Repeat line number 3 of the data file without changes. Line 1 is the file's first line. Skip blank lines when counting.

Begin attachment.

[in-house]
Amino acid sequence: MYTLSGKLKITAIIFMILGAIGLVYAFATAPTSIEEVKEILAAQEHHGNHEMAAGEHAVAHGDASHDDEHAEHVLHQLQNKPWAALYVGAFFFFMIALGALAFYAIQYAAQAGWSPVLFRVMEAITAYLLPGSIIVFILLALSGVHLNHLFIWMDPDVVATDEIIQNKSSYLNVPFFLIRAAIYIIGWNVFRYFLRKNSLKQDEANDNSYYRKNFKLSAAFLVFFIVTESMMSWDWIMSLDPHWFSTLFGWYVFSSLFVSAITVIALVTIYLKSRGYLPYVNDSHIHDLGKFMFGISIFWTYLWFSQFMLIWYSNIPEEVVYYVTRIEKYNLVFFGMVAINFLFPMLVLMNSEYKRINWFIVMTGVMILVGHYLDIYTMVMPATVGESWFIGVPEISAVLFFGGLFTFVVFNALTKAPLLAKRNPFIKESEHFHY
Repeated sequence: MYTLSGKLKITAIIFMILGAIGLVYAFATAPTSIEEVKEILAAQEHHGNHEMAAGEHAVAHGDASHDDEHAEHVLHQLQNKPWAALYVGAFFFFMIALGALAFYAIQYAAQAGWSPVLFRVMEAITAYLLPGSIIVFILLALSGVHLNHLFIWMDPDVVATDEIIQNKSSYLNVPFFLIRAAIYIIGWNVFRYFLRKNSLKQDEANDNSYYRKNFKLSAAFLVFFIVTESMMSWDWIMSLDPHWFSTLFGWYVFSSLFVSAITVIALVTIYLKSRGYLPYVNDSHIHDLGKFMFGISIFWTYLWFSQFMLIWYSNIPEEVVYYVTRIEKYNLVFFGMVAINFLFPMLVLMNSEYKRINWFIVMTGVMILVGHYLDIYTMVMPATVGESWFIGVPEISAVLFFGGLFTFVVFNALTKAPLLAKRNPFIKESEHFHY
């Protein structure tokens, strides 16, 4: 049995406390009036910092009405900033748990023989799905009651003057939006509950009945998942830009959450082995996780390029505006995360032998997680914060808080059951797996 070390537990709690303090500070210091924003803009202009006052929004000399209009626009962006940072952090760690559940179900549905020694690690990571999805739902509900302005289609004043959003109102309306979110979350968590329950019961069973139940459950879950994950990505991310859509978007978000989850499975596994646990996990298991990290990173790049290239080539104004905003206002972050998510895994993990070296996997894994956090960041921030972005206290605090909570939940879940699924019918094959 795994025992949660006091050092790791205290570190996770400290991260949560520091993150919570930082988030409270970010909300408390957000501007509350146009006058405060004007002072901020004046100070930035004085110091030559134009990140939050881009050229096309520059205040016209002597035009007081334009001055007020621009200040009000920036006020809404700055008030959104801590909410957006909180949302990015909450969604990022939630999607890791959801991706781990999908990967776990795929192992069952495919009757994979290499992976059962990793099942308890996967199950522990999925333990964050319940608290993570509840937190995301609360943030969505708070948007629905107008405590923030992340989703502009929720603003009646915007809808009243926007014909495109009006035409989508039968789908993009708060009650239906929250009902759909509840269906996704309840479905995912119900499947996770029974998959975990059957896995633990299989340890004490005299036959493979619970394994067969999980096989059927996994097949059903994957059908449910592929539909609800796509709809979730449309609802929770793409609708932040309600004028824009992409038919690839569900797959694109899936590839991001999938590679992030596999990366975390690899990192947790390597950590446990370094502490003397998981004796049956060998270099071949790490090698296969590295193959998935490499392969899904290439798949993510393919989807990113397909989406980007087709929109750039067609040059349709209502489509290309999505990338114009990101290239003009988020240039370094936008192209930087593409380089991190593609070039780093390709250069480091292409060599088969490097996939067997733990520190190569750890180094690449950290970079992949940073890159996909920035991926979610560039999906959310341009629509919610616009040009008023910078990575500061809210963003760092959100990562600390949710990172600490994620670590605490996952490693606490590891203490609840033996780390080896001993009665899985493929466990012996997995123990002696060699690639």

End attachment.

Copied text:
Repeated sequence: MYTLSGKLKITAIIFMILGAIGLVYAFATAPTSIEEVKEILAAQEHHGNHEMAAGEHAVAHGDASHDDEHAEHVLHQLQNKPWAALYVGAFFFFMIALGALAFYAIQYAAQAGWSPVLFRVMEAITAYLLPGSIIVFILLALSGVHLNHLFIWMDPDVVATDEIIQNKSSYLNVPFFLIRAAIYIIGWNVFRYFLRKNSLKQDEANDNSYYRKNFKLSAAFLVFFIVTESMMSWDWIMSLDPHWFSTLFGWYVFSSLFVSAITVIALVTIYLKSRGYLPYVNDSHIHDLGKFMFGISIFWTYLWFSQFMLIWYSNIPEEVVYYVTRIEKYNLVFFGMVAINFLFPMLVLMNSEYKRINWFIVMTGVMILVGHYLDIYTMVMPATVGESWFIGVPEISAVLFFGGLFTFVVFNALTKAPLLAKRNPFIKESEHFHY